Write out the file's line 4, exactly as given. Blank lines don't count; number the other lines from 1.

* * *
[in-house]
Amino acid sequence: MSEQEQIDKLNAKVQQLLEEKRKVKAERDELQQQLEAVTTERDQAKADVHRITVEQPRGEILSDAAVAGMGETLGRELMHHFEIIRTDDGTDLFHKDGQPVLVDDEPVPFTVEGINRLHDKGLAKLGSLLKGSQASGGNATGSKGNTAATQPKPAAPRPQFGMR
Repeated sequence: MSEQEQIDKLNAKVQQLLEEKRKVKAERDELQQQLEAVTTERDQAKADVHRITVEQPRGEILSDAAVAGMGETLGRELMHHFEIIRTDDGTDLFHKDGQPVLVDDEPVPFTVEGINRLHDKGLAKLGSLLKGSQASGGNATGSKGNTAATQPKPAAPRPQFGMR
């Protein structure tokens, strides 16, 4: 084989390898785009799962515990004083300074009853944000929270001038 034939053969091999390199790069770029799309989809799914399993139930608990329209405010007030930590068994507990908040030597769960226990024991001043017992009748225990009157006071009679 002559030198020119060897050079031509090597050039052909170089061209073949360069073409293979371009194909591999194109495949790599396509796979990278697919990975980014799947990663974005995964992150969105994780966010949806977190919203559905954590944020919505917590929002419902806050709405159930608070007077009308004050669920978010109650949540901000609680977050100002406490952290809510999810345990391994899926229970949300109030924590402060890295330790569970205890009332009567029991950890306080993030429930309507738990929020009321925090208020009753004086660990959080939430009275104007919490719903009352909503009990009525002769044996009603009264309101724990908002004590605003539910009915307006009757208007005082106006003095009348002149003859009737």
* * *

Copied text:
């Protein structure tokens, strides 16, 4: 084989390898785009799962515990004083300074009853944000929270001038 034939053969091999390199790069770029799309989809799914399993139930608990329209405010007030930590068994507990908040030597769960226990024991001043017992009748225990009157006071009679 002559030198020119060897050079031509090597050039052909170089061209073949360069073409293979371009194909591999194109495949790599396509796979990278697919990975980014799947990663974005995964992150969105994780966010949806977190919203559905954590944020919505917590929002419902806050709405159930608070007077009308004050669920978010109650949540901000609680977050100002406490952290809510999810345990391994899926229970949300109030924590402060890295330790569970205890009332009567029991950890306080993030429930309507738990929020009321925090208020009753004086660990959080939430009275104007919490719903009352909503009990009525002769044996009603009264309101724990908002004590605003539910009915307006009757208007005082106006003095009348002149003859009737």